Most opsins remain active for only a short time, so the researchers first had to create a way to make the neural changes they induced last long enough for them to assess prolonged social interactions. And because they were looking at the balance of excitatory versus inhibitory neurons, they had to create two different opsins that were activated by two separate wavelengths of light: One to help upregulate excitatory neurons, and one to do the same for inhibitory ones. They used a virus to target the opsins to the pertinent neurons, then activated only the excitatory neurons with a pulse of light just above the medial prefrontal cortex.
When they examined its effects on social interactions, they found that an overabundance of excitatory neuron activity nearly eliminated a mouse’s tendency to investigate unfamiliar mice. “Many things were normal about animals that were stepped up this way in excitation/inhibition balance. They moved about normally, they weren’t unusually anxious, and they responded to novel objects equally well. But they were severely deficient in social interactions,” Deisseroth says. Normally, when mice are introduced to strange juvenile mice of the same gender, they go through a long, enthusiastic period of interaction. “But the test animal runs over, looks, and then stops exploration. The whole period of social interaction is virtually gone. It’s a profound effect.”
Going a step further, the researchers then administered a second pulse of light, this one with a wavelength to activate the opsins attached to inhibitory neurons. Once the ratio of excitatory to inhibitory neurons was brought back into balance, the mice’s social functions were at least partially restored.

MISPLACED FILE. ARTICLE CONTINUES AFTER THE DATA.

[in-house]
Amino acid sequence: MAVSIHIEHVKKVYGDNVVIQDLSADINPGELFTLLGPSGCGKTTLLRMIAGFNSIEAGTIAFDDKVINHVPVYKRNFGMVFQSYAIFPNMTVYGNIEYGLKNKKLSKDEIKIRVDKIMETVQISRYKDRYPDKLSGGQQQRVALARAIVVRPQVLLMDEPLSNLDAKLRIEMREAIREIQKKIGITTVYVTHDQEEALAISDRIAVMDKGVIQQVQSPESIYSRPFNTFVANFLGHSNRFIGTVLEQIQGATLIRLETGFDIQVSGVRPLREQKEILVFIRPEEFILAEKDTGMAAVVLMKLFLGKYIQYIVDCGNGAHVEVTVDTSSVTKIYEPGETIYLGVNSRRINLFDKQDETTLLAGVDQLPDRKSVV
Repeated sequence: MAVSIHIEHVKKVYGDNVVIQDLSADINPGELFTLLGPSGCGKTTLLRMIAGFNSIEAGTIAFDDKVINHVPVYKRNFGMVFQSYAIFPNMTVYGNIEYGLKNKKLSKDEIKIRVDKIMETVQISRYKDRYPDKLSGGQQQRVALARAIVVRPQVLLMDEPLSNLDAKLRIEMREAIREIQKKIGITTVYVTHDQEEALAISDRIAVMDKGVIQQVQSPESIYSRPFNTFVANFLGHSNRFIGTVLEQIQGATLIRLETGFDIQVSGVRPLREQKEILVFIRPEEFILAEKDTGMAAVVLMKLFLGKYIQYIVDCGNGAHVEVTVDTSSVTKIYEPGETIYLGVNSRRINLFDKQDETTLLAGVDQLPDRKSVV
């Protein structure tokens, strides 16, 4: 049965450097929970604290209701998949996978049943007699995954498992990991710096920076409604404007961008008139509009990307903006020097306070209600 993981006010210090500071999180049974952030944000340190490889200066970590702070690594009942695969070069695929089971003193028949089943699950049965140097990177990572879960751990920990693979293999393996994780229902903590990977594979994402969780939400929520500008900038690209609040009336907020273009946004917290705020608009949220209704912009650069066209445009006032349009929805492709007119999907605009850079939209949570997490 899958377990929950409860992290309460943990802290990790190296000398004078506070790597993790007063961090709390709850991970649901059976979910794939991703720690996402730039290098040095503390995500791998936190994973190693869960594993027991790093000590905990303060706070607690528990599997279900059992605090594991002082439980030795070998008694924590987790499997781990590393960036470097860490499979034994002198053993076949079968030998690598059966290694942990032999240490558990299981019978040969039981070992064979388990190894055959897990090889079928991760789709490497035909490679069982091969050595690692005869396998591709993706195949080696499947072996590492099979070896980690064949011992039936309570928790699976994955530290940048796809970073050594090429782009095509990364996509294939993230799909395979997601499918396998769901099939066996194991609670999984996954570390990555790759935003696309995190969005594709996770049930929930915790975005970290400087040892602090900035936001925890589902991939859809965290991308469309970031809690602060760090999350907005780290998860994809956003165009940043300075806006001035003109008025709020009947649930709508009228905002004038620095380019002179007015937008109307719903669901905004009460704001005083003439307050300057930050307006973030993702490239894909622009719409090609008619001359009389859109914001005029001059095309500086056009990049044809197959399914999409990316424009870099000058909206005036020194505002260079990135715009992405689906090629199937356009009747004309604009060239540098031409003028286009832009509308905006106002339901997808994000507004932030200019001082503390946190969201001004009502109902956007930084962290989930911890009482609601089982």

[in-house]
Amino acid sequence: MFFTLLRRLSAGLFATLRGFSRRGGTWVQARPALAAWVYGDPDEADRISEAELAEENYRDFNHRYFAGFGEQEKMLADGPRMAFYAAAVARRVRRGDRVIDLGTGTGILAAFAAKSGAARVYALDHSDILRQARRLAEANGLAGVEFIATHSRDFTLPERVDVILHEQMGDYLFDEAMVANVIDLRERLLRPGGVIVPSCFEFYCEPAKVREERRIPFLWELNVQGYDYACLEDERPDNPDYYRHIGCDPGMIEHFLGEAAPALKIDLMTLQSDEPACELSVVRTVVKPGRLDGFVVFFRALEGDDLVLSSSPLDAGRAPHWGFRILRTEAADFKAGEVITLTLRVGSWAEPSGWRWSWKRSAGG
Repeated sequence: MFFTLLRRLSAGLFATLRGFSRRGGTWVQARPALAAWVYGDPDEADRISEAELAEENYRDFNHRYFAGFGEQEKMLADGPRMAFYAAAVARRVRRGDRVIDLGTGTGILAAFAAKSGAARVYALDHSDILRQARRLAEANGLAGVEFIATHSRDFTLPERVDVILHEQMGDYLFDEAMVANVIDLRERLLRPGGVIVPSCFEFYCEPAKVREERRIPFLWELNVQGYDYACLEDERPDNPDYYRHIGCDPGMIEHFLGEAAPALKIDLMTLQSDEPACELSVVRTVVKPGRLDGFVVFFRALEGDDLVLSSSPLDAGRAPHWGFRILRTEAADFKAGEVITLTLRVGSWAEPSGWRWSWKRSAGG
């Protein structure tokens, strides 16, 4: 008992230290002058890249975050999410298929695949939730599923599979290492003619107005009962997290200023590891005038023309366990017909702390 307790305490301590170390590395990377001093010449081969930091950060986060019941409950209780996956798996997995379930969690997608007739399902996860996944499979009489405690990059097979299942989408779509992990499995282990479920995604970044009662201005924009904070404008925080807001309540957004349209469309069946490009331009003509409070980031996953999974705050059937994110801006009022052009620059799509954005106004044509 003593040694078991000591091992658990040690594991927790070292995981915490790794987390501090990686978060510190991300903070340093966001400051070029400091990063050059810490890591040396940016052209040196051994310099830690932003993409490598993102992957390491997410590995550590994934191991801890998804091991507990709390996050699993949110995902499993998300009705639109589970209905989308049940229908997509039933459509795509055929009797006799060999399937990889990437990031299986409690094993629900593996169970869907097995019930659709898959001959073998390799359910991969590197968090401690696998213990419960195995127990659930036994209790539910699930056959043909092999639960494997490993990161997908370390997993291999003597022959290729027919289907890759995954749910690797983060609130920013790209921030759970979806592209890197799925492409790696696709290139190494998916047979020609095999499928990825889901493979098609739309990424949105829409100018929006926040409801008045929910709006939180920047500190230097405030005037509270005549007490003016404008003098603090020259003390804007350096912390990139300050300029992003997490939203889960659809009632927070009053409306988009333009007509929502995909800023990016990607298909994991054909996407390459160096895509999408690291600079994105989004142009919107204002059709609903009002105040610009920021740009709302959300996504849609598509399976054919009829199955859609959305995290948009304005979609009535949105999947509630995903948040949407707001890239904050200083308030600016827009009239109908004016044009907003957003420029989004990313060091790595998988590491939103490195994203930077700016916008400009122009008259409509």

“These results take a step toward supporting a unifying hypothesis that could explain certain devastating and complex psychiatric symptoms, including the social dysfunction we see in autism,” Deisseroth says. “This gives us a causal, precise insight into how a major class of dysfunction could happen. And that may help us identify better treatments, it may help us understand patients better, it may help reduce the stigma, and may help people understand how physical and biological these disorders are. And as a psychiatrist, I know that for patients even small steps forward are important.”
Going forward, Deisseroth hopes to delve deeper into the neural circuitry to understand how information is being processed, and to learn how basic circuits fail when a fine-tuned balance of excitation and inhibition is disrupted. He also is training his sights on depression, another psychiatric disorder that affects millions of people. “The most limiting factor in psychiatry is understanding of the mammalian brain at the circuit level,” he says. “Because the system is so complicated, our first and most important task is to seek deeper insight that can arise from tests of unifying or simplifying hypotheses.”